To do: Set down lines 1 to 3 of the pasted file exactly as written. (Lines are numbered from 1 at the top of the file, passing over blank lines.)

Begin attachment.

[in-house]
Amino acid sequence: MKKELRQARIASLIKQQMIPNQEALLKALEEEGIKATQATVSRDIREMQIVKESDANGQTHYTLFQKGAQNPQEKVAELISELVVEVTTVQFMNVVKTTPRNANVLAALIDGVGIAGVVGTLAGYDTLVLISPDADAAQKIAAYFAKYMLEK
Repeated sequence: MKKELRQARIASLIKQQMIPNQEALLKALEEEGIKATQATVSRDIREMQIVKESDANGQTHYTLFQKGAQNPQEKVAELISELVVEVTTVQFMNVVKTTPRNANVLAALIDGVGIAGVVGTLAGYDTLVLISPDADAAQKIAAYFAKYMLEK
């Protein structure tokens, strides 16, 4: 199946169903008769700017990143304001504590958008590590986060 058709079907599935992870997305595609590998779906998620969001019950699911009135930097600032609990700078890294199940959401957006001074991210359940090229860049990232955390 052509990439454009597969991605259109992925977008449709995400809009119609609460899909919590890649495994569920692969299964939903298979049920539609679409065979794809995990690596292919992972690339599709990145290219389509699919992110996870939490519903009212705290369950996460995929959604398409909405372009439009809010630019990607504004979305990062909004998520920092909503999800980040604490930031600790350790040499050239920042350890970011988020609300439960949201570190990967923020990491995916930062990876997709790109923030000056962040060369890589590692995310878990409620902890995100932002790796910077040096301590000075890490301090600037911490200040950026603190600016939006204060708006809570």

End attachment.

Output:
[in-house]
Amino acid sequence: MKKELRQARIASLIKQQMIPNQEALLKALEEEGIKATQATVSRDIREMQIVKESDANGQTHYTLFQKGAQNPQEKVAELISELVVEVTTVQFMNVVKTTPRNANVLAALIDGVGIAGVVGTLAGYDTLVLISPDADAAQKIAAYFAKYMLEK
Repeated sequence: MKKELRQARIASLIKQQMIPNQEALLKALEEEGIKATQATVSRDIREMQIVKESDANGQTHYTLFQKGAQNPQEKVAELISELVVEVTTVQFMNVVKTTPRNANVLAALIDGVGIAGVVGTLAGYDTLVLISPDADAAQKIAAYFAKYMLEK